Three Mistakes about the Common Good

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I want to draw attention to three mistakes about Aquinas’ teaching on the common good which are encouraged by some presentations today of so-called “common good” jurisprudence. If we take Aquinas to represent “the classical view,” then these are mistakes, too, about classical thought.

Begin with Aquinas’s famous, four-part account of the essence of law: any law, he says, is:

(1) a precept of reason,

(2) directed to the common good,

(3) set down by a competent authority, and

(4) promulgated.

Because this is an account of the essence of something, you simply can’t have that thing at all, Aquinas thinks, unless all the parts of the account are somehow verified in it.

What this means is that anything that can in any way count as law, by definition – by its very essentia – is directed to some conception of a common good.  Aquinas remarks that even the laws of a tyrant promote a common good: they propose in effect that the citizens should together find their good in promoting the personal good of the tyrant.

This is the first mistake, then: it’s misleading for any party, or school of interpretation, to claim that they are offering something distinctive or different, because they favor connecting the law to the common good.  All law does that, of necessity.  Nothing can count as “law” unless it is ordered to a common good.

All the interesting questions, then, involve what conception of the common good is implicit in a law.  Does it promote what Aquinas calls “the true good” (verum bonum) or something else?  Is its implicit conception something we can really embrace?  Is it perhaps incoherent, or self-defeating, or calculated to lead to bad things despite someone’s good intentions?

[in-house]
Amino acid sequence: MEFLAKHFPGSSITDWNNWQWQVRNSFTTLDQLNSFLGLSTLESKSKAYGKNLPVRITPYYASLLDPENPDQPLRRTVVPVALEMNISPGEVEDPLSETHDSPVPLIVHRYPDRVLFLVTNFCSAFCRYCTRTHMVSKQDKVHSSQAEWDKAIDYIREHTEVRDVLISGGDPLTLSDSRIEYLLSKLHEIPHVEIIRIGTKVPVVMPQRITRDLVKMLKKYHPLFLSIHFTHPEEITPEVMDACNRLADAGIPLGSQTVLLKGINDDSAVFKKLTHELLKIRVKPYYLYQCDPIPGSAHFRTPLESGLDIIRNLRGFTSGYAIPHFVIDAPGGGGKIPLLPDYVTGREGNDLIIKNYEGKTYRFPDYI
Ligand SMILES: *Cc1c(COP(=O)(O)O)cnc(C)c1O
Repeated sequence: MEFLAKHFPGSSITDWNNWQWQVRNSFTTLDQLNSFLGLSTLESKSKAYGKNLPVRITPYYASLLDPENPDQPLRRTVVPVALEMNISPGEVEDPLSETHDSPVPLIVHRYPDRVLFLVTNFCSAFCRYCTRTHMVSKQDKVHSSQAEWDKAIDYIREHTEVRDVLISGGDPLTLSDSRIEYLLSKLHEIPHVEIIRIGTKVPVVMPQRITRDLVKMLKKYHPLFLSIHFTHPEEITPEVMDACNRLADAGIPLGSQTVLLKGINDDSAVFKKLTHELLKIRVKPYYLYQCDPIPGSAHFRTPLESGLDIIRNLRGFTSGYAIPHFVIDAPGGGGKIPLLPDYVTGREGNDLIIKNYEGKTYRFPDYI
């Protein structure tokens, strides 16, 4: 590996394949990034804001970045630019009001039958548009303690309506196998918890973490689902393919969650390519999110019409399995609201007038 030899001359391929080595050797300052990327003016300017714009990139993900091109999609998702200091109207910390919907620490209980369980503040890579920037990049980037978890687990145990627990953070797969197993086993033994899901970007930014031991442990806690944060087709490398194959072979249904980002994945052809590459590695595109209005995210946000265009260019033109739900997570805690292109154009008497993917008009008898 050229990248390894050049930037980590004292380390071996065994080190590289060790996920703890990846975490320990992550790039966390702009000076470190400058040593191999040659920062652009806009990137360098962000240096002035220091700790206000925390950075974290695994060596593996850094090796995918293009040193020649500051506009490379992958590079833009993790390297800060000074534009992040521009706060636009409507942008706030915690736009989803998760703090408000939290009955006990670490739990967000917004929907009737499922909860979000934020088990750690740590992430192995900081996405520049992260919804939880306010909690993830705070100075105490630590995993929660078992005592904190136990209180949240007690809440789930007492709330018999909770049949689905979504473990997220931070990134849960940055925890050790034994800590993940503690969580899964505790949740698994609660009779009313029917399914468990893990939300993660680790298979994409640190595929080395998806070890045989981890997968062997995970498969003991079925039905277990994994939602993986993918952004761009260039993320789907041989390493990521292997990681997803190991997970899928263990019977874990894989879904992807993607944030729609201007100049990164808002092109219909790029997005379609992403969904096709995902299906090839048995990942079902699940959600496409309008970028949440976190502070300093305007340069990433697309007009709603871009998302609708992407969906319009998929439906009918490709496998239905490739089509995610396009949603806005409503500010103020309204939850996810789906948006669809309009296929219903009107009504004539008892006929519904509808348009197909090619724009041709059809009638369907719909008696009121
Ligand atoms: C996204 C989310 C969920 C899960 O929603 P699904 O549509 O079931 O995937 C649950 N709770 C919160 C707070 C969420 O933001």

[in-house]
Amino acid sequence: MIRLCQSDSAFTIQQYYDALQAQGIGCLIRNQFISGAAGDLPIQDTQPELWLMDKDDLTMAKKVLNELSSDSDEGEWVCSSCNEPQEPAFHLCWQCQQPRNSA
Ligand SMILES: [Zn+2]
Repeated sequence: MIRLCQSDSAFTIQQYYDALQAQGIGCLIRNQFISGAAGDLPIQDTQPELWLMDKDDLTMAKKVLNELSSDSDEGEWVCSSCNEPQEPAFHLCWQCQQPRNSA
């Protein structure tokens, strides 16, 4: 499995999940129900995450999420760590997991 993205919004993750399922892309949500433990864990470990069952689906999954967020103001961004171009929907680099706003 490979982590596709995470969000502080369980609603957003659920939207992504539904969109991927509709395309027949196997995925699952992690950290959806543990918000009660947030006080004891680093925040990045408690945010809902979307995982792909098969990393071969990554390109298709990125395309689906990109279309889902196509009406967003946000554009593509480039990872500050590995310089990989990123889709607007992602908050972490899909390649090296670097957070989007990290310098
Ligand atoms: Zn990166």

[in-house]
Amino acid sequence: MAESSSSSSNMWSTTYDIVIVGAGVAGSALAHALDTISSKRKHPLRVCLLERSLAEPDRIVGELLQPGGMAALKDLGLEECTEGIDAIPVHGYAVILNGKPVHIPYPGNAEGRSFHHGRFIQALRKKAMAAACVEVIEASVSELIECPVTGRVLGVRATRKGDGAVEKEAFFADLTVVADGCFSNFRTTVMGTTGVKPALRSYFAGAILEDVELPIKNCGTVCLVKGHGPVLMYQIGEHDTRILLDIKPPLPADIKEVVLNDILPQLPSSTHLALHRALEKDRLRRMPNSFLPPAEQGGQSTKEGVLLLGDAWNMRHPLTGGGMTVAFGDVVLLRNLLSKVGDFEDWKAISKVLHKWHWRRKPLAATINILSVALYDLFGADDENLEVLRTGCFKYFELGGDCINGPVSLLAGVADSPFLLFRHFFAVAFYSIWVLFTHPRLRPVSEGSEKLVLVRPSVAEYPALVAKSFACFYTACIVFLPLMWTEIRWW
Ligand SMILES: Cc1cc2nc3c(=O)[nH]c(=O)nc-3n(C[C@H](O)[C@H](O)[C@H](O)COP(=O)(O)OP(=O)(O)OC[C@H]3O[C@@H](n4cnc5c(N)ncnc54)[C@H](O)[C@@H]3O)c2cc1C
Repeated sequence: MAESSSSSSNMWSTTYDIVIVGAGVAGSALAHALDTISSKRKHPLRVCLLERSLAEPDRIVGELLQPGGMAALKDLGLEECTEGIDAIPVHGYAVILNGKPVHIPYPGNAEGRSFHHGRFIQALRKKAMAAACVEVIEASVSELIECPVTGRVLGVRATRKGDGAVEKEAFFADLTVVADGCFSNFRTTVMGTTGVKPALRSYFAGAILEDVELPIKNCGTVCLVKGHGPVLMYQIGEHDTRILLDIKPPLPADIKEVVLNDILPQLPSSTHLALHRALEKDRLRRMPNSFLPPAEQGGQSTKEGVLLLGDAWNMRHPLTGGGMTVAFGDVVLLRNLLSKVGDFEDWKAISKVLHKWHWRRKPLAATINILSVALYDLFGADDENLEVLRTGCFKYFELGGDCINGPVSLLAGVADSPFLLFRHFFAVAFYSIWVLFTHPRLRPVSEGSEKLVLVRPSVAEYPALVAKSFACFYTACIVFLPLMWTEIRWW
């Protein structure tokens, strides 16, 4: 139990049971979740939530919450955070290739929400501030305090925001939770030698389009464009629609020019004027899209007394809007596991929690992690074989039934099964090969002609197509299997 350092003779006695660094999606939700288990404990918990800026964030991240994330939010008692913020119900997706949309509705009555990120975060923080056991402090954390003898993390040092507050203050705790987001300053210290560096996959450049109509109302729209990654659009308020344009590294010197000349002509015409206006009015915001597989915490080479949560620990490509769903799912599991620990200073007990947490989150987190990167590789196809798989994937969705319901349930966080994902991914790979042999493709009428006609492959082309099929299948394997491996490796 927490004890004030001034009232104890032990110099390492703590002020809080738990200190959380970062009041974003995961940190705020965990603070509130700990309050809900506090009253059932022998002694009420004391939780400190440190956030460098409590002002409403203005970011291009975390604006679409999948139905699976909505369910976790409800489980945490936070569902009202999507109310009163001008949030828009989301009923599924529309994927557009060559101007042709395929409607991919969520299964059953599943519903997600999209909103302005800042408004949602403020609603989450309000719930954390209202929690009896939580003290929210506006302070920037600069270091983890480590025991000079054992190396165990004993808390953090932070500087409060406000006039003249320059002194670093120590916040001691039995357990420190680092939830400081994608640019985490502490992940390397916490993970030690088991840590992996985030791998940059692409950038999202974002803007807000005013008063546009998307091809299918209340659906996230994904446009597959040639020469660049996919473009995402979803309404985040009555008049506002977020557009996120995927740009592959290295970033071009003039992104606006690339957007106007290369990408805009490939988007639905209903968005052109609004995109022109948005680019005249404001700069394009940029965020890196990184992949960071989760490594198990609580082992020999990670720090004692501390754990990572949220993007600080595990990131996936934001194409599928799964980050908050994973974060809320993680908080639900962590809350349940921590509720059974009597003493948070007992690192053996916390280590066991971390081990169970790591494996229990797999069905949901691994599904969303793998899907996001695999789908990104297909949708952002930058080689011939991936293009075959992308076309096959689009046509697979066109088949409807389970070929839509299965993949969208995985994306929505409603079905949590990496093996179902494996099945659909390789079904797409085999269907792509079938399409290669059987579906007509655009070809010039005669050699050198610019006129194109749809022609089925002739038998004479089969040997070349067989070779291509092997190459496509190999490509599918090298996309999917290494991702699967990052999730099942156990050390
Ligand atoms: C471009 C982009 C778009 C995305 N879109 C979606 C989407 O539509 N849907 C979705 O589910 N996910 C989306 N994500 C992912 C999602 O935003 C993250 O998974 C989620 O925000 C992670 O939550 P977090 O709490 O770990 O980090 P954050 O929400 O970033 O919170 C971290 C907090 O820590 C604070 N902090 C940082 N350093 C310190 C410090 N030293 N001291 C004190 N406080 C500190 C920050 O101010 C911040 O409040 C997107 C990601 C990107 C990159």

Even Roe v. Wade contained conceptions of the common good, of course:  a conception of the autonomy of the professions (the inviolability of “a decision made in consultation with one’s doctor”); of the equality of women, and what is necessary for that; and a conception of the limits of government’s power to proscribe.

These conceptions were and remain gravely mistaken.  Certainly they are disputable by fair-minded persons and cannot be held to be built into the very social compact of the United States. Obviously, too, any “common good” implicit in Roe includes the good only of born human beings, subordinating the good of the unborn to the born. In that sense, Roe’s conception of the common good is tyrannical.

*

But the point is that both sides claim to promote the common good.  The debate hinges on what that truly is, not whether it is invoked.  To say that the master key is to introduce the premise that the law should be ordered to the common good is a mistake and a diversion.

The second mistake as regards “the classical view,” is to describe the common good of human law without reference to the virtues and to God, but to regard it as a social system of economic and political instrumentalities, even construing classical language such as “public peace” and “public order” in this way.

Aquinas does not do this.  In his discussion of human law specifically, he does not separate peace from virtue: “in order that man might have peace and virtue, it was necessary for laws to be framed.”  Indeed, making those subject to it good, he says, following Aristotle, is the goal of law: “if the intention of the lawgiver is fixed on true good, which is the common good regulated according to Divine justice, it follows that the effect of the law is to make men good simply.”